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Weil v. Metal Technologies, Inc.

United States District Court, S.D. Indiana, Terre Haute Division

May 26, 2017

Metal Technologies, INC., Defendant.


          Hon. Jane Magnus-Stinson, Chief Judge

         Plaintiffs Brian A. Weil and Melissa D. Fulk filed a Complaint asserting claims against Defendant Metal Technologies, Inc. (“Metal Technologies”) for improper wage deductions and failure to pay wages under the Fair Labor Standard Act (“FLSA”) and the Indiana Wage Payment Act (“IWPA”). [Filing No. 1.] The Court conditionally certified one subclass under the FLSA and certified two subclasses under Rule 23 and the IWPA. [Filing No. 79.] Presently pending before the Court are Cross-Motions for Partial Summary Judgment, [Filing No. 321; Filing No. 330], and Metal Technologies' Motion to Decertify several of the subclasses, [Filing No. 332]. For the reasons that follow, the Court GRANTS IN PART AND DENIES IN PART Plaintiffs' Motion for Partial Summary Judgment, GRANTS Metal Technologies' Motion to Decertify, and DENIES AS MOOT Metal Technologies' Motion for Partial Summary Judgment.



         A. Timekeeping Practices

         Metal Technologies is a manufacturing facility located in Bloomfield, Indiana that manufactures automobile parts for car manufacturers like General Motors, Chrysler, Hyundai, and Honda. [Filing No. 330-1 at 6.] Manufacturing employees work one of three shifts: first shift, from 7:00 a.m. to 3:30 p.m.; second shift, from 3:00 p.m. to 11:30 p.m.; or third shift, from 11:00 p.m. to 7:30 a.m. [Filing No. 330-1 at 9.] The shifts overlap by 30 minutes, and during that overlapping time, employees are relieved of their duties by the next shift's employees, and they use the remaining time to clean up their work areas and exchange information about the previous shift. [Filing No. 330-2 at 11.]

         Metal Technologies uses an electronic time clock to record the time that each employee clocks in and out. [Filing No. 321-11 at 7.] Employees are required to take a 30-minute unpaid lunch break, which they are instructed to clock in and out for. [Filing No. 321-11 at 7.] Metal Technologies does not calculate employees' pay based on their time-clock punches, but instead pays employees based on their scheduled shift times, minus an automatically deducted thirty-minute lunch break. [Filing No. 54-1 at 9.] So employees are typically paid for eight working hours per day. [Filing No. 54-1 at 9.] If an employee works more than eight hours per day, she is required to complete an Overtime Authorization Form in order to be paid for that additional time. [Filing No. 330-1 at 10-11.]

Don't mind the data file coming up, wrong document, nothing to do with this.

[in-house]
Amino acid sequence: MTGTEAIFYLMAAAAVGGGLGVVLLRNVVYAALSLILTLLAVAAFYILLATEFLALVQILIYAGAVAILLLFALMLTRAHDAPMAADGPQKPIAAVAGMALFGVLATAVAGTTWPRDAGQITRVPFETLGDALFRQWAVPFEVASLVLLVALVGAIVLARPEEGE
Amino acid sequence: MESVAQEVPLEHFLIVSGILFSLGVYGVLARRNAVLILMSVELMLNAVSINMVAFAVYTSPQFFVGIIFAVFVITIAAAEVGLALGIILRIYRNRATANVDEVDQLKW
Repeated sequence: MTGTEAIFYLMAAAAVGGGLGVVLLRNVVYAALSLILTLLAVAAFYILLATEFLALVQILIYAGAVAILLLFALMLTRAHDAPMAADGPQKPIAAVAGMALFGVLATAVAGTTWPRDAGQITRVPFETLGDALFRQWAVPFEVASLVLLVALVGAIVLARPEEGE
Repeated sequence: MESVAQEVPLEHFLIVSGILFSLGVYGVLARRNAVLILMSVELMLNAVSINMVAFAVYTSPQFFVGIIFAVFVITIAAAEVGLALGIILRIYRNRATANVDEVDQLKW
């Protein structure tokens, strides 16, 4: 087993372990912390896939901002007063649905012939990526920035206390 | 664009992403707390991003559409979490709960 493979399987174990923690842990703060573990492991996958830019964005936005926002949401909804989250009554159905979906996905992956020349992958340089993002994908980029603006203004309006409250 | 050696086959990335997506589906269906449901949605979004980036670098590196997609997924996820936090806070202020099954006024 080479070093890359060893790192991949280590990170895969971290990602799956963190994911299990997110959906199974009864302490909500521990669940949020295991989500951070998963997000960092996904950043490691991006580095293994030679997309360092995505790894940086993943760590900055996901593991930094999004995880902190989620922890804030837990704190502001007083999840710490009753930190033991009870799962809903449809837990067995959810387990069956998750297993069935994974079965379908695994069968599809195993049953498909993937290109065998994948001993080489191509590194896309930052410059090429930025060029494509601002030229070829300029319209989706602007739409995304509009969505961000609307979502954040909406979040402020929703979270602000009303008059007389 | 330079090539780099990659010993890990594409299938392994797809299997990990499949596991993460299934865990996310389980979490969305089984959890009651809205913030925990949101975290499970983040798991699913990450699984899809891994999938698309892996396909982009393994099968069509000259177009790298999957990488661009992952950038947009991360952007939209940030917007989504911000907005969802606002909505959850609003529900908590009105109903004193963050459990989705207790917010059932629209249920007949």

Metal Technologies has an Employee Manual (the “Manual”), which is provided to and discussed with all new employees. [Filing No. 330-7 at 2; Filing No. 321-1 at 108-09.] The first page of the Manual states that “[t]he policies in this Manual are to be considered guidelines. Metal Technologies, Inc. (MTI), at its option, may change, delete, suspend or discontinue any part or parts of the policies in this Manual at any time without prior notice. … Employees may not accrue eligibility for monetary benefits that they have not earned through actual time spent at work.” [Filing No. 330-7 at 5.] The Manual also includes the following sections relevant to the instant motions:

Business Hours
Our regular office hours are 7:30 a.m. to 5:00 p.m., Monday through Friday. Your particular hours of work and the scheduling of your lunch period will be determined and assigned by your Plant Manager or shift supervisor. Most employees are assigned to work a 40-hour workweek. You are required to take a 30-minute unpaid lunch period daily. Please understand that you may not "work through lunch" in order to arrive late or to leave early or to work extra time, unless approved by the Plant Manager.

         [Filing No. 330-7 at 6];

Work Schedule & Rules The normal workweek consists of five (5) days, eight (8) hours long, Monday through Friday. You will be notified promptly whenever a change is necessaiy. Should you have any questions concerning your work schedule, please ask your sliift supervisor or Plant Manager.

         [Filing No. 330-7 at 7];

Error in Pay
Every effort is made to avoid errors in your paycheck. If you believe an error has been made, tell accounting immediately. He or she wilt take the necessary steps to research the problem and to assure that any necessary corrections are made properly and promptly. We will then adjust your check the following week.